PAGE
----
The start of a new year is always a time for reflection on the past and thoughts about the future. Many people use it as an opportunity to develop both short- and long-term goals. For education leaders, the start of 2021 is an opportunity for us to look back at the last decade of education policy advancements and reflect on the progress and shortcomings that have shaped these past 10 years.

When we look back, we are likely to be more focused on the more immediate chaotic and devastating effects that the global pandemic has on our education system across all communities. As COVID-19 spread across the world and into our communities, many of the system’s underlying issues that have challenged education leaders became exacerbated. Income inequalities, lack of universal access by all students to crucial technology, ongoing disparities in academic success, and so many other issues became especially clear during this crisis. We won’t soon forget the stories of students across the country sitting outside fast-food restaurants to gain internet access to complete their daily coursework. 

At the same time, we watched as many of our communities addressed the growing resurgence of open disdain for students of different ethnic, gender, and sexual orientations by many public institutions. In our schools, students embrace their own voices and are taking leading roles in advancing issues of student equity and justice. Students have played a vital role in important movements such as Black Lives Matter. Students across the nation have pushed their education and community leaders to take immediate and substantial action to end acts of discrimination within the halls of their schools. In Texas, students and their families have worked locally to make education leaders step back and address historic policies in their school districts that discriminated against students simply for wearing their natural hair to school.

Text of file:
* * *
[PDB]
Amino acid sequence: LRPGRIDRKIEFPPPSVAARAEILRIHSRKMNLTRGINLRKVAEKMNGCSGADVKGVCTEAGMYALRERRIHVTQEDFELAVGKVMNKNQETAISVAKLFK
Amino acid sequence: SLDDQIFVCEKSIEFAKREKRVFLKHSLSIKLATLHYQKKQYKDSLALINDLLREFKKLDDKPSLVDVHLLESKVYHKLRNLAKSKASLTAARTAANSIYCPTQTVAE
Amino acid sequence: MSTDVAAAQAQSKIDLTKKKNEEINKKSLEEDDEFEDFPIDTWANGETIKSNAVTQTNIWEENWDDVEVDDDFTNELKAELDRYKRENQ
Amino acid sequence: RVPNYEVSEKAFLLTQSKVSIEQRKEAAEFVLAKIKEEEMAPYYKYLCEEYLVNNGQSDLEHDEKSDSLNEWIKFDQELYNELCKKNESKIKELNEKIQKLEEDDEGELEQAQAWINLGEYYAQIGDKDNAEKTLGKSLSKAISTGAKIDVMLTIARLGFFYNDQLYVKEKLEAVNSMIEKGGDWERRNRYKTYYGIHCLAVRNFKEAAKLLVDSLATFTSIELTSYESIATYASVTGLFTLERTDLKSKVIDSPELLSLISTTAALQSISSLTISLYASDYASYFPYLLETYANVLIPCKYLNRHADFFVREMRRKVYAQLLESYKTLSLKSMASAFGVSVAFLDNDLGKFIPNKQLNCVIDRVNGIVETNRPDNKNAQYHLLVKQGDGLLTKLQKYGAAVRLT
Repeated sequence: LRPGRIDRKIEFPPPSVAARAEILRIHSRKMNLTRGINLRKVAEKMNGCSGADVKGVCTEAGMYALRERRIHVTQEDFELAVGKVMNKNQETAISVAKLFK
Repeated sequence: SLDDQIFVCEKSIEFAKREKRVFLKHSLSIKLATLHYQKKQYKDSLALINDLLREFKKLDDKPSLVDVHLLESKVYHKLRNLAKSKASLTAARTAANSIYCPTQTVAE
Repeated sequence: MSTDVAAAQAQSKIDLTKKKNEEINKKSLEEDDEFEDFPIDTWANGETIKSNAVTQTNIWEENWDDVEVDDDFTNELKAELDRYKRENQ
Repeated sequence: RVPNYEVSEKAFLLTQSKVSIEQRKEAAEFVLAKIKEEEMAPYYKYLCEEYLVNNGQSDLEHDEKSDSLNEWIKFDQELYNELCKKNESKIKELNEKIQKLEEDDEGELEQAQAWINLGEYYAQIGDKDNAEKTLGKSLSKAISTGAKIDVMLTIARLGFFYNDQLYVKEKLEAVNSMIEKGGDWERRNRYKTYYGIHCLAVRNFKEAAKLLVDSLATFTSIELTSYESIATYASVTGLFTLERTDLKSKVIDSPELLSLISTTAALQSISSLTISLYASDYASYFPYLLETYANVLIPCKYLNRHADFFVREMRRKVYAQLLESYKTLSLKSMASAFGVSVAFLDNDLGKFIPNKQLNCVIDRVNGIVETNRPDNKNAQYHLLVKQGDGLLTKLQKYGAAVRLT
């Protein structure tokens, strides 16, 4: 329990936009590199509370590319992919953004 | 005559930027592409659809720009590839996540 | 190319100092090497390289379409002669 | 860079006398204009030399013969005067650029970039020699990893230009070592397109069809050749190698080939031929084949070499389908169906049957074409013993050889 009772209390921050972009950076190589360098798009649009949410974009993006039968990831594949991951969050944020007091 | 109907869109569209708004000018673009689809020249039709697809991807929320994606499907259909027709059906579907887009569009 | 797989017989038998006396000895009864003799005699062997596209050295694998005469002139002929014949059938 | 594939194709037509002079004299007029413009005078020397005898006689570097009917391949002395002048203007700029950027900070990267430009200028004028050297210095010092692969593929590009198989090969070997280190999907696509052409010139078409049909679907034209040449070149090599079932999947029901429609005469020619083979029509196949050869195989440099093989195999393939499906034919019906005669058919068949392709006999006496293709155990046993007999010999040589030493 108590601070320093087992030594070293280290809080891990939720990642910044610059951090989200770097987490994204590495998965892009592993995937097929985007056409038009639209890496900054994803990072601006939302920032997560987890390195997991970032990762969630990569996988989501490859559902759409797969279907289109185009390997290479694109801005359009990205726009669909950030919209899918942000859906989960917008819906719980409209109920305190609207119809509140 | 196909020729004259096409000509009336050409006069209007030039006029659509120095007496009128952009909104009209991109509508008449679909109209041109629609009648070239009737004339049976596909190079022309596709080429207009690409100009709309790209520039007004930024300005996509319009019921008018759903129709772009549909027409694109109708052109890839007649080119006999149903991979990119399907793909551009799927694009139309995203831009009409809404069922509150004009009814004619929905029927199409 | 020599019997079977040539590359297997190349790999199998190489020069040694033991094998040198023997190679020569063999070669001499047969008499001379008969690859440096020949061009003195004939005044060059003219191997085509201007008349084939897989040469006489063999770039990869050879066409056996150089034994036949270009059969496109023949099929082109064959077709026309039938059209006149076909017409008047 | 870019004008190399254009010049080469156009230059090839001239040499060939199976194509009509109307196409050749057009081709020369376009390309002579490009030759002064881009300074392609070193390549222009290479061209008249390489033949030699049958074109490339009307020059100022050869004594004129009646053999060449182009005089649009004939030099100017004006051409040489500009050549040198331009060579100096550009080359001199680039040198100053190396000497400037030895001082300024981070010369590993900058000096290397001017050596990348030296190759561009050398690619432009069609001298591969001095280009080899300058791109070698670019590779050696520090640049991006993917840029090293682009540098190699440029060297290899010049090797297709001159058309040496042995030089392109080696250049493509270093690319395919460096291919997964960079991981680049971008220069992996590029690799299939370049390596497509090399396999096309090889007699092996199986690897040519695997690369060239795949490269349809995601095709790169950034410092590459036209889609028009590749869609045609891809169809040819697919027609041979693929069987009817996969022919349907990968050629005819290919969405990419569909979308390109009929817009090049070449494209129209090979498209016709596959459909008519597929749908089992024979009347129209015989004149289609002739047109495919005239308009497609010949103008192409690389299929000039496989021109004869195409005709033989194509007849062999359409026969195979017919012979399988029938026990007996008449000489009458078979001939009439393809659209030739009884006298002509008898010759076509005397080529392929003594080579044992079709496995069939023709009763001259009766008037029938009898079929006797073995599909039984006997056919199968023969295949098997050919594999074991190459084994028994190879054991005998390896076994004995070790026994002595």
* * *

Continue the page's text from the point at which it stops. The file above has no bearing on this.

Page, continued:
As we move forward into 2021, we are reminded by the past decade that there are still many crucial issues that we must address to make critical and long overdue progress on issues of education equity. For education leaders and policymakers, this will require taking the first step in acknowledging the ongoing problem and making a commitment to address the issues. During this double pandemic of COVID-19 and racial inequity, we must remember that we as leaders have the responsibility to step forward and address the systemic foundation these problems are built on. The public and our students and families will watch our actions to see if we can address the real issues and move beyond simply triaging the symptoms that they cause.

To do this, every education leader and policymaker must make real commitments to solve these issues. Local district board members and administrators will have to seek out the groundbreaking work that is being done around the country and bring lessons learned back home for implementation. At the same time, many education leaders and policymakers surely will face some parts of their community that will scream and fight any of these efforts to address education equity. These education leaders and policymakers, from the new U.S. Secretary of Education to a local board of education member, must find the courage to push back against these attacks and do what is morally right.

As we start a new year, it is my hope that as education leaders and policymakers, we can unite to make this decade the one where we finally fully address the issues of education equity and justice for all our students.

Around NSBA

a boy being tutored at a desk

Black Students in the Condition of Education 2020

The Center for Public Education selected relevant data from the Condition of Education to help school leaders not only monitor the educational progress of Black students, but also rethink what public schools can do better for Black students.